Google, Facebook and Apple are small fry compared to the Circle - an Internet giant, which is a search engine, social network and hardware manufacturer all rolled into one. It is the largest Internet player in the world, and its power reaches far into the private lives of the population. But to Dave Eggers' protagonist, Mae Holland, it all seems wonderful - at least at first.
When the novel begins, young Mae believes she has found the job of her dreams at the hip company, which has a number of catchy slogans, including "Secrets are lies, "Privacy is theft," and "Don't be evil." At first, Mae is almost overwhelmed by the elaborately-designed company philosophy, which demands unconditional transparency. Even the building itself is made of glass.
When Mae arrives at work on her first day, all her data - music, photos, messages - is copied from her laptop and smart phone onto the company's devices, which she'll be using from then on. All the information is secured safely in the company's cloud, protected by passwords generated by Circle computers. At this point in the story, it dawns on the reader that something isn't quite right.
Still, Mae makes the best of the situation and puts her faith into the benefits of unconditional openness, and other such values drilled into the Circle's workers every day. Participation is paramount, for example, and by letting others share your life and knowledge, you're bound to get something rewarding back.
Mae quickly learns it is crucial to be immediately available to anyone and everyone at all times. Even going to the bathroom without a mobile phone could prove catastrophic.
Mae's ex-boyfriend and "analog" counterpart tries to warn her about the dangers of the company: "The tools you guys create actually manufacture unnaturally extreme social needs. No one needs the level of contact you're purveying. It improves nothing. It's not nourishing."
This fear of permanent contact "is the perfect recipe for permanent interpersonal catastrophes," said Eggers in an interview with the newspaper, "Frankfurter Allgemeine Zeitung." And, as can be expected, the story indeed involves all kinds of catastrophes - most of which are filmed through tiny cameras, recording everyone and everything to post online immediately. Before long, there are no more secrets, everyone is visible to everyone else, everywhere, and those who defy this "openness" face the prospect of being killed.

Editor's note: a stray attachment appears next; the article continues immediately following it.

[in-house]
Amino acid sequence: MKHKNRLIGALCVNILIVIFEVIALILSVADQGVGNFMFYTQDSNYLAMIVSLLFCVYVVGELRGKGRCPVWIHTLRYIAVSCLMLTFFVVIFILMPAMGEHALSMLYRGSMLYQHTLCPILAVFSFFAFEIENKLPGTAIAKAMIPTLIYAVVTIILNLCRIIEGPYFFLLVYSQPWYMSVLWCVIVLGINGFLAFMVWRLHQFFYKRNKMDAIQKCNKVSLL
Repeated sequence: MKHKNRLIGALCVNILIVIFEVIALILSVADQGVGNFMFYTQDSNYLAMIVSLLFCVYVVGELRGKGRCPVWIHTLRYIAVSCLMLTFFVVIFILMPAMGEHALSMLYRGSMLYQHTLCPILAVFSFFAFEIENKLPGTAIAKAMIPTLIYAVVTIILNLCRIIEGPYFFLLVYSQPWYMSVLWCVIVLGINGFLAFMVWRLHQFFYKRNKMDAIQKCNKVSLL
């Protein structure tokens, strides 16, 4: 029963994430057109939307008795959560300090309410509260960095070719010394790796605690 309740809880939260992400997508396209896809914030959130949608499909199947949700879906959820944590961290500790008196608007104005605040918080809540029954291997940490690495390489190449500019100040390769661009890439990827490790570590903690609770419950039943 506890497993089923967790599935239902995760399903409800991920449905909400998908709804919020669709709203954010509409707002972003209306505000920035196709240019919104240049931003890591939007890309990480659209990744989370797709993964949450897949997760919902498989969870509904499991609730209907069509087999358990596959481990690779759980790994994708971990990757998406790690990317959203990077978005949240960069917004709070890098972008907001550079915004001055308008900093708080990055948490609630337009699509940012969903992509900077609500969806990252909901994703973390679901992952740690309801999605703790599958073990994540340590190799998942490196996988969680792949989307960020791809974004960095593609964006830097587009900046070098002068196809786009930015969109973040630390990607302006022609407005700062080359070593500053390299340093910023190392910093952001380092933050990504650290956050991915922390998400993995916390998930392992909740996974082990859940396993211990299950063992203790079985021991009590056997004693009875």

Surveillance for safety's sake
Using literary themes of death, love, sex and power, "The Circle" makes for an exciting read. And even though it is just fiction, the reality created in the novel will resonate with readers. It brings to mind the very real fear of the power of Google & Co. - of what is perhaps already possible, but what we can only cautiously hint at, because we know very well that we ourselves are the ones helping big Internet players acquire such power.
"Of course you can fight these developments," said computer scientist Stefan Ullrich. "In the end, technology doesn't just happen. It is actually used and manufactured by people. The question is whether people want to fight back."
But for many people, the idea of being constantly monitored can be somewhat comforting.
Ullrich, who heads the "Information Technology and Ethics" research group at Humboldt University in Berlin, is especially interested in another question raised in the novel. He asks whether the technical gimmicks Eggers describes are even possible.
"Just the fact that the batteries in the all-seeing 'SeeChange' cameras last for two years - that's fantastic! But the astonishment over these fictional technologies grows when you check Wikipedia and realize that these have already existed for a long time."
According to Ullrich, Eggers' novel is "tremendously important to initiate social debates," and that the writer's warning comes ahead of political and social changes.
Progress the vision of terror
"The Circle" is often mentioned in the same sentence as the two most famous horror scenarios depicted in 20th-century literature - Aldous Huxley's "Brave New World," about people who are bred, cloned and conditioned, and George Orwell's classic "1984." Published at the end of the 1940s, the dystopian novel is also about total surveillance.
In Orwell's world, there's the authoritarian government called "Big Brother." In Eggers' novel, it's a company that has the power. The difference is that the people couldn't fight against the oppressors in "1984." But there is something people can do to curb the all-pervading power of data-collecting Internet groups and intelligence agencies: stop feeding them.